Josh Mantellato discusses his time with Hull KR, representing his Italian heritage and how injuries have forced him to hang up the boots in Life after League…
Mantellato made his professional debut for Newcastle Knights in 2013 against the South Sydney Rabbitohs, and later joined Hull KR on a three-year deal in 2015.
The Italy international went on to make 49 appearances for the Robins, enjoying the highs of reaching the Challenge Cup final at Wembley, to the lows of the defeat in the Million Pound Game to Salford, while he kicked all three goals on offer in the match that saw Gareth O’Brien slot the drop-goal winning kick that saw them relegated to the Championship.
Mantellato returned to Australia following his stint at Craven Park, and enjoyed life in both the semi-professional and the amateur game before being forced to retire.
“I loved my time at Hull KR,” he told Love Rugby League.
“It was the most memorable couple of years of my life. I met so many amazing people and characters and got to experience so many great things on and off the pitch. I loved playing at Craven Park and hearing the east stand roar with every play. I wish it ended differently but I guess we don’t all get the happy ending we feel we deserve but that’s footy.
“After playing pro rugby league I came back to Australia to play semi-pro with Sydney Roosters’ feeder club Wyong Roos. After two seasons with them the partnership between both clubs split and I went back to just playing local amateur club footy with Wyong still.
“This year I moved to the Entrance Tigers for a change but my season and career was cut short as I fractured my throat and the specialist insisted, given it’s my second major injury to my throat, to finally hang up the boots.”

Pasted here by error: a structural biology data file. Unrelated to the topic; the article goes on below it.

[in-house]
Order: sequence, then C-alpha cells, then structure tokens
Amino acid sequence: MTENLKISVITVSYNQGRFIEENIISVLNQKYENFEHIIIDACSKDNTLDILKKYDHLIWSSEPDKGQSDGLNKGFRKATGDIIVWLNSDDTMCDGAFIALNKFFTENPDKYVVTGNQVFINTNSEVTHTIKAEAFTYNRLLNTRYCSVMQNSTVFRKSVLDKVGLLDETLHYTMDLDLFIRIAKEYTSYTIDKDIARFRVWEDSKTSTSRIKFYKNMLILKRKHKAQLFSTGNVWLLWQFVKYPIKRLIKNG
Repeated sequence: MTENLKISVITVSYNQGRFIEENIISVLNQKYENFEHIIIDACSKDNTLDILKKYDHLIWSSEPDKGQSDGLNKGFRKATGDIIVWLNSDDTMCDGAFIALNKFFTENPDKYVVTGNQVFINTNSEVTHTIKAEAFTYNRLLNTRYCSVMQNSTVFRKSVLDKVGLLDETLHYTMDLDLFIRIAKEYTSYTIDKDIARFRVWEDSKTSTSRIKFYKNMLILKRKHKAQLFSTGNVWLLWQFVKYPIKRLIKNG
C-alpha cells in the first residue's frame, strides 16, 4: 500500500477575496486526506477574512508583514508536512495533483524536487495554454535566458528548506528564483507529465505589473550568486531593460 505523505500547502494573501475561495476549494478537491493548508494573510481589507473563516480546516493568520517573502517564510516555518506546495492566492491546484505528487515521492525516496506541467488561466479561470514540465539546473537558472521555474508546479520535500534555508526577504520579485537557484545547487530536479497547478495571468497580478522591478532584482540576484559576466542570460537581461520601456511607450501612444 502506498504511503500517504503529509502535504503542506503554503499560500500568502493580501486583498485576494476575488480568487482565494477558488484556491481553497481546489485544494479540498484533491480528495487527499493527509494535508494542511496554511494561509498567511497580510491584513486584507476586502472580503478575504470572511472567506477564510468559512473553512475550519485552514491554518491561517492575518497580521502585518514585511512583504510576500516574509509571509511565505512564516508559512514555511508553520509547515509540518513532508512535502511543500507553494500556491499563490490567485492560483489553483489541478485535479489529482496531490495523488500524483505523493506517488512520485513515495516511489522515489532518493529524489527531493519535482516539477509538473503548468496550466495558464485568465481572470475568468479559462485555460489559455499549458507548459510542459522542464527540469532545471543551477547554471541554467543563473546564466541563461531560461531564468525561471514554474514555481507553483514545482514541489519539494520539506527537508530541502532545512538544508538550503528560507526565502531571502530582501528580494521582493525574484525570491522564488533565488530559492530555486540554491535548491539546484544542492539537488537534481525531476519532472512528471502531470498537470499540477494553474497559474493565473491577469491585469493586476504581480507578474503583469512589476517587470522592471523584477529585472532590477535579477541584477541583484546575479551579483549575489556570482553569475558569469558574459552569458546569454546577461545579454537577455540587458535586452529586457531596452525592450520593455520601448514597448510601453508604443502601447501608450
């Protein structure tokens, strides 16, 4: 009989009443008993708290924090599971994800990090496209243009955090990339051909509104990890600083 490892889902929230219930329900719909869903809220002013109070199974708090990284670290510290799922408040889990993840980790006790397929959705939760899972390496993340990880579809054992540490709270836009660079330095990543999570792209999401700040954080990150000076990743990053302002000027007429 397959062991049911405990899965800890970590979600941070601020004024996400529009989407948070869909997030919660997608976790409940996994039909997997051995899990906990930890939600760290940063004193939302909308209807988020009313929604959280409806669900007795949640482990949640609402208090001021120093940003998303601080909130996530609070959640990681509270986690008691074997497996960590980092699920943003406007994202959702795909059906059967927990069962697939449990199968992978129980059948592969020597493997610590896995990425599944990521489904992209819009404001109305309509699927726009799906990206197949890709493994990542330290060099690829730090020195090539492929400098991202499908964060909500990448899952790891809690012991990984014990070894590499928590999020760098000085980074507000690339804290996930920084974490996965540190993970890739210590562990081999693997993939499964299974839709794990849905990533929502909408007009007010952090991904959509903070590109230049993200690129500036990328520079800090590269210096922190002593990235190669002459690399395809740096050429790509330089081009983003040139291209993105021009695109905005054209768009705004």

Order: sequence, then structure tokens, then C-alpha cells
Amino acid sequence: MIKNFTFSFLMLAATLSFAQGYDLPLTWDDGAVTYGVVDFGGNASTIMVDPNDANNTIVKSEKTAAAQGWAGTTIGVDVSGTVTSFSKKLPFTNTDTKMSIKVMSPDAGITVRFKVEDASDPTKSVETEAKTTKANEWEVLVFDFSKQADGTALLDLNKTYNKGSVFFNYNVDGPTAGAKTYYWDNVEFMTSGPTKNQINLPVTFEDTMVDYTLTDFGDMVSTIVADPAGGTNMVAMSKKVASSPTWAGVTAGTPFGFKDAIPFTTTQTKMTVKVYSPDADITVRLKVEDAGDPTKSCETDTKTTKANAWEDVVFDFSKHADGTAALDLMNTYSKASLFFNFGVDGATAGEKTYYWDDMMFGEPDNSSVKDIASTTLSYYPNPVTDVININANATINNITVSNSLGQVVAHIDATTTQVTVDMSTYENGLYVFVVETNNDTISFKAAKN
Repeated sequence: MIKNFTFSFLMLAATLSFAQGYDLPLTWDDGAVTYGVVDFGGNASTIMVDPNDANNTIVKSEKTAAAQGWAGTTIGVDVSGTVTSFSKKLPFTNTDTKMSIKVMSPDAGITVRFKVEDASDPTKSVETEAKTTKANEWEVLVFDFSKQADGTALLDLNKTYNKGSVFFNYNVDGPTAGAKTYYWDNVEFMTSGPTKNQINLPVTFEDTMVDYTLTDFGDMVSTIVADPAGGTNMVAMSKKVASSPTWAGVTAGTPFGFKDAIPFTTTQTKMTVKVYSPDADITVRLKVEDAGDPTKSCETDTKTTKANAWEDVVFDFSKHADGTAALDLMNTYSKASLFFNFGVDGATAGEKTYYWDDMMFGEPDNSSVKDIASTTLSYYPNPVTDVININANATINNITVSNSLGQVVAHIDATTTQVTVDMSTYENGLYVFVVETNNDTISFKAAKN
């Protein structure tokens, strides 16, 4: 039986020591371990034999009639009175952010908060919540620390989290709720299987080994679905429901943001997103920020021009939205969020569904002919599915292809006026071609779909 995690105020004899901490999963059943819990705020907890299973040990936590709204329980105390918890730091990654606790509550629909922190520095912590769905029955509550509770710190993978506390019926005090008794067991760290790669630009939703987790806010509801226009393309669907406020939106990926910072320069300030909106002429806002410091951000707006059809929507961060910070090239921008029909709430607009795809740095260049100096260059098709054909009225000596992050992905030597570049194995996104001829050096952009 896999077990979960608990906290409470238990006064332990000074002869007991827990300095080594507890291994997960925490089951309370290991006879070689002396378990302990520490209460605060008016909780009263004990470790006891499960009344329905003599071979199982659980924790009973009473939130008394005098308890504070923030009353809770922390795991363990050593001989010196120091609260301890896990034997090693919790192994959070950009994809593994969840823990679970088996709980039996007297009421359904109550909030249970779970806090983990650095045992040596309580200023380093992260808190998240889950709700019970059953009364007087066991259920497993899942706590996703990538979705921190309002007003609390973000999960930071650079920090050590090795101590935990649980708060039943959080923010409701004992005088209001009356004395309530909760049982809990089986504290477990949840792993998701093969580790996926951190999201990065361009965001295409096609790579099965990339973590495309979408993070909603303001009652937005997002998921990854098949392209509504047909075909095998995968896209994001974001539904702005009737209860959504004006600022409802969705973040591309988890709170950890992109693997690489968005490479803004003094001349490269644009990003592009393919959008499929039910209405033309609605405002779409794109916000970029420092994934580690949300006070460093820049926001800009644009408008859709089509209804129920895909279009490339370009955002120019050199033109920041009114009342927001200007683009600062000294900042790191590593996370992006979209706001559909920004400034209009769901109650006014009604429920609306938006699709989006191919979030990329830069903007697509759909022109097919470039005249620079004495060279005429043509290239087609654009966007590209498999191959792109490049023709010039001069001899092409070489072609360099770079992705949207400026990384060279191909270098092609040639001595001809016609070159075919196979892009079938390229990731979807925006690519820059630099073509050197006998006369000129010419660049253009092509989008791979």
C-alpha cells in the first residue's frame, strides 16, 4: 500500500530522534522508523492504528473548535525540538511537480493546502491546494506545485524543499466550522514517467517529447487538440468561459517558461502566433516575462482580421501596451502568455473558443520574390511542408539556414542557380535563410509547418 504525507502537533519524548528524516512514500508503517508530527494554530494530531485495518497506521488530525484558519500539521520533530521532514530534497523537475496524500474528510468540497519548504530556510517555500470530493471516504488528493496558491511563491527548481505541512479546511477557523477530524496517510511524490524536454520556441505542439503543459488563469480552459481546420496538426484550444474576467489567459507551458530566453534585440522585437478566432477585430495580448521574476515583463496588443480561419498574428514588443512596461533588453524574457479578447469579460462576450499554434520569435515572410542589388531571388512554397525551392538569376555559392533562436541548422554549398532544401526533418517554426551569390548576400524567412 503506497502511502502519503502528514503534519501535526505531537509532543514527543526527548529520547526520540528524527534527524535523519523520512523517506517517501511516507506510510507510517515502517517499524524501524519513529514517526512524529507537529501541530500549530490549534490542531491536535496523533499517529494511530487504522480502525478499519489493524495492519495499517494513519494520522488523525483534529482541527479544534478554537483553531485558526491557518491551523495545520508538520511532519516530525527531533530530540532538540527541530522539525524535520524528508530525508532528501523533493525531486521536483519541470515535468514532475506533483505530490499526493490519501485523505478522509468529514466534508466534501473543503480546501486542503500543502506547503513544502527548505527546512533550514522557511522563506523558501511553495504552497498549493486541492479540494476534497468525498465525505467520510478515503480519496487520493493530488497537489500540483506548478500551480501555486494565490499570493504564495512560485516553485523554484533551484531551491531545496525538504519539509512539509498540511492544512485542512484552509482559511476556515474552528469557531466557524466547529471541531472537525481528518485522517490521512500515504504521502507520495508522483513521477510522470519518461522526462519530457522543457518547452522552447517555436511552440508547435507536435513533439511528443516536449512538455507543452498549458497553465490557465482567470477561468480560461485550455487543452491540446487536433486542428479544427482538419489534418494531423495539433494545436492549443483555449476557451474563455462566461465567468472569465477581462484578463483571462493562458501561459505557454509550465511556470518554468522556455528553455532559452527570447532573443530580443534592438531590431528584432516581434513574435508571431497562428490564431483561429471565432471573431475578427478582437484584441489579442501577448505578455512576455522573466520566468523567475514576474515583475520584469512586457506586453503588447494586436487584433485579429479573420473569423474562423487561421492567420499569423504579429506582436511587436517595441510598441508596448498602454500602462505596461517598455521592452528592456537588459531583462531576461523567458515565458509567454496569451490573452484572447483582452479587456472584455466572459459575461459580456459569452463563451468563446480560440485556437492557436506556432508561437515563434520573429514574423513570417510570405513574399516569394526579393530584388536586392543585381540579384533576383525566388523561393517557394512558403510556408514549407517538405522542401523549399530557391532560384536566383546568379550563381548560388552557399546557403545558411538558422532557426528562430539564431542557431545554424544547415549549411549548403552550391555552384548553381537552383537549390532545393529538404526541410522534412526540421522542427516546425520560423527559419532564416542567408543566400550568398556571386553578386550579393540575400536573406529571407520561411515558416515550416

Mantellato won 10 caps for Italy on the international scene, and had his first taste of British soil in the 2013 World Cup, where he played at the then-Millennium Stadium for the opening day against Wales, scoring a try and kicking four goals.
He went on to feature against Tonga and Scotland in the tournament, partnering now-Australia number one James Tedesco on the right edge.
Four years later, the winger represented Italy again Down Under at the 2017 World Cup.
“It was a huge honour to represent Italy at the Rugby League World Cup,” he said.
“I am half Italian and never thought I’d get the opportunity to participate in something so big like a World Cup.
“To play for that side of my family is something I’ll never forget and whenever I get together with my uncles and cousins they love asking me about my experiences in playing in those tournaments. Playing in front of 40,000 fans on the opening night in 2013 was an amazing experience.”
Last week, Australia and New Zealand announced their withdrawal for the 2021 World Cup, but Mantellato believes the international scene is the right way to promote the sport.
“The international game is vital for the growth of the game, especially in the UK,” he added.
“I felt the 2013 Rugby League World Cup was a successful one from the perspective of players and fans. Games were sold out, the players loved the experience and I felt that it was a good opportunity for international rugby league to kickstart its growth into other markets.
“Unfortunately, I feel it’s gone backwards and the game is suffering on an international level. Super League and NRL seasons are too long and this restricts the opportunities for more international tournaments and games at end of year.”